Air pollution management

 In the wake of rapid urbanization, alarmingly high levels of air pollution can be seen in the metropolitan cities like Delhi. Air pollution management is the need of the hour in order to protect our environment and restore the natural purity of air. 

Air pollution : A rising concern 

Air pollution is caused due to the presence of undesirable solid or gaseous particles in the air. It is considered to be one of the major threats to environmental health. The origin of air pollution can be traced back to the time when humans had discovered the usage of firewood. But it started increasing drastically in the beginning of the 20th century due to high scale usage of petrol and diesel. 

Concentration of industries and rapid growth in usage of motor vehicles in the densely populated cities led to high density of pollution. This can not only impact the polluted city or nearby regions, but can also affect the global environment. Ozone layer present in the Stratosphere plays a significant role as a shield against the harmful ultraviolet rays. Depletion of ozone layer and acidification of rain are the consequences of rising pollution levels in the air. 

High levels of harmful gases like Carbon Monoxide are released by poorly maintained vehicles, burning of wood, coal,  or other natural gases. Nitrogen Oxide, Sulphur Oxides, and Lead are some other dangerous chemicals causing air pollution. Prolonged exposure to such pollutants can cause lung diseases, asthma, and chronic bronchitis. These pollutants can also affect the plants as pollutants break down the waxy coating on the leaves which disturbs the process of photosynthesis.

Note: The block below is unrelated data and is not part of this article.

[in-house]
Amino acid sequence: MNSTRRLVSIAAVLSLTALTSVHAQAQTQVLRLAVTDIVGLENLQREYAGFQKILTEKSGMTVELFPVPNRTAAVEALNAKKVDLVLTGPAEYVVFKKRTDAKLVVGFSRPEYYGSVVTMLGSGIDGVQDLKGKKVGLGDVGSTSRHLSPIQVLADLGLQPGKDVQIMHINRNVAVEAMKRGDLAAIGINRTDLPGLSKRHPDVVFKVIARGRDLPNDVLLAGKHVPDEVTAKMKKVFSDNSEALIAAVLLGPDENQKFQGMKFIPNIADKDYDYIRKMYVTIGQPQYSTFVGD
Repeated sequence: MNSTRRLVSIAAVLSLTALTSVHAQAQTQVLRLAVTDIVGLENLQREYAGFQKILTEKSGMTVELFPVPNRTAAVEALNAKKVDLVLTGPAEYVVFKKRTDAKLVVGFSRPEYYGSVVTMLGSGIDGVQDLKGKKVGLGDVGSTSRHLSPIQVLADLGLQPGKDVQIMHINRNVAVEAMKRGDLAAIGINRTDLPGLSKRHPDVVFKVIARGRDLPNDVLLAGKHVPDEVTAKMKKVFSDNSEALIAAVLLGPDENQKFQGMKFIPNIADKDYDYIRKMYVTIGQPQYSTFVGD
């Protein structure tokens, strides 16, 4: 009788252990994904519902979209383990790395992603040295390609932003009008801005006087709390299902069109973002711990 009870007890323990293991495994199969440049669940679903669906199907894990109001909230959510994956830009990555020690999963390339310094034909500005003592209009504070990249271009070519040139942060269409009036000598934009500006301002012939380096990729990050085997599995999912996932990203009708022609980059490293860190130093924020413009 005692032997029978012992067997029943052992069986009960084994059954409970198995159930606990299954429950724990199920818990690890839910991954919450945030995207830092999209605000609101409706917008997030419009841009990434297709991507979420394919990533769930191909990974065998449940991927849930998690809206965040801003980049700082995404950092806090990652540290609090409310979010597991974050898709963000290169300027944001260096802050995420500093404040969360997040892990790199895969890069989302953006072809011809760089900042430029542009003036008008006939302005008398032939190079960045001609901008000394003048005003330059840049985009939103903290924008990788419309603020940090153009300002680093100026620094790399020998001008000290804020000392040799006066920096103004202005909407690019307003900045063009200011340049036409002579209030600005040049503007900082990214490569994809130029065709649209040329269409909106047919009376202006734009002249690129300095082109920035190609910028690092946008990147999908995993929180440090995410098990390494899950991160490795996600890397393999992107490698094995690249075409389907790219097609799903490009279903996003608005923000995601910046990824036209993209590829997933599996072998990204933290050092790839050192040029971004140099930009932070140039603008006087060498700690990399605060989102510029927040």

Management of air pollution

Some stringent laws have been imposed to curb the pollution and control emission of toxic gases.  

  • Motor Vehicle Act was introduced in 1988 by the Ministry of Road Transport and Highways. It includes punishment for offences related to air pollution by vehicles. According to the act vehicles emitting gases more than the prescribed limit are punishable. Requirement of a pollution certificate for the vehicle is also mandatory under the act.  
  • Air Pollution Control Act introduced in 1981 aims to limit the emission of particulate matter, Lead, Carbon Monoxide, Sulphur and other such gases. Industries, vehicles, and power plants are punishable if they release more than the prescribed limits of these harmful pollutants. A penalty fine or imprisonment can be given for violation of the rules. The act is implemented and ensured by the Pollution Control Board to improve the air quality.

Role of individuals to curb air pollution

  • First and foremost duty of an individual is to minimise the usage of vehicles emitting pollution as far as possible. This can be achieved by using public transport, cycling or walking for short distances, and car-pooling. 
  • Avoid smoking, especially in public places as it harms the health of the individual and pollutes the air inhaled by people in the vicinity
  • Inform the Pollution Control Board in writing about any industry exceeding the pollution limit and report to the local authorities about cutting down of trees without permission in the locality. 

Air pollution can be managed with the help of collective efforts by the people. It is our duty to act responsibly and incorporate eco-friendly methods in our daily lifestyle as much as possible. 

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